I held an internal Zapier workshop — and we learned much more than just how to create automations.
At PIRATEx, we regularly hold internal team workshops called PIRATE Universities, to spread the knowledge from one team member to the whole crew. Last week, it was my turn — and I wanted to empower the team to implement tech, automations and NoCode as part of their everyday work: as something fun rather than something scary.
In our case, when it came to tech, it usually looked like this: someone in the team would ask me if I could automate something — without having a clue about how it would work. There was always some kind of magic behind tech and automations, something they would not touch because they were afraid of breaking something. It was always a struggle when I or our developer had a day off or were sick — since nobody dared or was even able to touch the automations.
So, I set up a workshop on Zapier, the tool we use in almost all our tech processes that require or have the potential for some sort of automation. My goal was to encourage the whole team to think about their next task and whether they could automate it or not.
In the end, this goal seemed more like a secondary matter — and the key learnings we got out of the workshop were quite surprising.
If you think you don’t have anything to automize, think again.
This seemed rather obvious to me, but in the workshop, I caught myself thinking that the automation topic would not be important for the accounting team, since I had no idea which automations could be useful to them. I planned to walk the accounting colleagues through a few very simple zaps — like creating an asana task from an email in one click.
But, they came up with some ideas themselves: simple zaps like the reminder for people to upload their expenses in the accounting tool or the reminder to write down their project times. So they built a few automations for stuff like that and customized the bot messages with icons and funny texts. So simple, yet it solved quite an annoying problem for them. When they tested their zaps and the slack messages popped up in the channels the whole team cheered for the accounting team.
The more you build, the more ideas you have.
I split the team into three groups in the beginning: the ones who had never seen Zapier before, the ones who knew about some simple automations but did not build a zap themselves before and the ones who were already familiar with Zapier and could build some zaps on their own already.
I thought that the pro group would require the most help from me, since their zaps were the most complex. But the nice thing about NoCode is that once you have a basic understanding of how you can connect different applications, you are able to explore much more on your own. And most importantly, you’re not afraid to try things out.
The three marketing colleagues had a great experimental session and came up with some really cool zaps connecting different apps we never used before, or never used before in the combination with Zapier and other zaps. It felt more like playing around together, building together — with the question “How can we achieve something?” in mind, rather than “what can I break?”. It was a really productive round, even if they did not finish their zaps completely, they went out with many new ideas for new marketing automations.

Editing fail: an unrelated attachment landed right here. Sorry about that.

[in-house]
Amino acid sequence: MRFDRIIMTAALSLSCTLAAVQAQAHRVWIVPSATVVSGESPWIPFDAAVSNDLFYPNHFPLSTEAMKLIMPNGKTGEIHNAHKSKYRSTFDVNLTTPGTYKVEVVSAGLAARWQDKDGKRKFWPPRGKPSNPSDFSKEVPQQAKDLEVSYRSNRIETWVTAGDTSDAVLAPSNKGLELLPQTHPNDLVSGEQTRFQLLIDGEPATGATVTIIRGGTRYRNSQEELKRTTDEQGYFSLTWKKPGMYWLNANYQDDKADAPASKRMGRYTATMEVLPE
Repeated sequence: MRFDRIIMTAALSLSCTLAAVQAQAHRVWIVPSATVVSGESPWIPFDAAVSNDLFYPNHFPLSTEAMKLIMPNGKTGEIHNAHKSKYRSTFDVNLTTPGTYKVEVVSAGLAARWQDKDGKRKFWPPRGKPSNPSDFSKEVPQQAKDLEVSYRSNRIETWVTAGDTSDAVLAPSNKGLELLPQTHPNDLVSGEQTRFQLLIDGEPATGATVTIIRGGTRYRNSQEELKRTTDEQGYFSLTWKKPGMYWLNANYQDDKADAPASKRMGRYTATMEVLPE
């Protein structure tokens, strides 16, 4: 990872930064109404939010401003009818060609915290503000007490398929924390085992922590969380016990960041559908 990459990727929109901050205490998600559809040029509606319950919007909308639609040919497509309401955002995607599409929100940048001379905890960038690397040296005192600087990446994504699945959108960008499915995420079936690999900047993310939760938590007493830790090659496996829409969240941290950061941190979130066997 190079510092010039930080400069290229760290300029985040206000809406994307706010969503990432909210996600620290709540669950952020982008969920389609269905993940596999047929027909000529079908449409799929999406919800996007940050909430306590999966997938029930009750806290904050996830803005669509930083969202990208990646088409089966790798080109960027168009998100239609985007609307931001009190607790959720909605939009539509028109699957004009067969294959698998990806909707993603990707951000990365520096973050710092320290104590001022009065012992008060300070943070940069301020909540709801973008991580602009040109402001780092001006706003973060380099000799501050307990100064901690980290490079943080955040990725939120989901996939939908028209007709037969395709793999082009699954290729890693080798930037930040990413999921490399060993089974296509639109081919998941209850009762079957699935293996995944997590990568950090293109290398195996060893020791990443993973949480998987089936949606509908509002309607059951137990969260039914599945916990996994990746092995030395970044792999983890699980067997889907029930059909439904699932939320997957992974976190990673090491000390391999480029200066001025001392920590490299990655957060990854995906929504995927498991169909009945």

Building together strengthens the team
NoCode is about empowering people to automate tasks and have more time to spend on the important things. Building together as a team can be encouraging, create an atmosphere of fun and collaboration and enable everyone in the team to play around with software, trying out new things and feeling about tech as something fun rather than something scary or some kind of magic. Just like a hackathon, but for the whole team not only for engineers.
Even if that sounds rather obvious, the example with the accounting team from above showed me how important it is to build together from time to time. The Zapier expert in your team can’t possibly know which struggles every single team member has, especially if your company is bigger than 10 people. Building together gives you also a sense for what the other people in your company do. The understanding for each other that you get by building together can be, in my opinion, a great basis for a good team culture in any company.
Also, building together once again shows that it makes a huge difference, when more people in the team have the ability to build. If your team thinks about tech and automation as something fun, it will help them to focus on the tasks that really matter, find better solutions for not only tech problems, but also boost their creativity.
Long story short — if you haven’t tried out automations internally, do it now. If you haven’t built together with your team yet — what are you waiting for?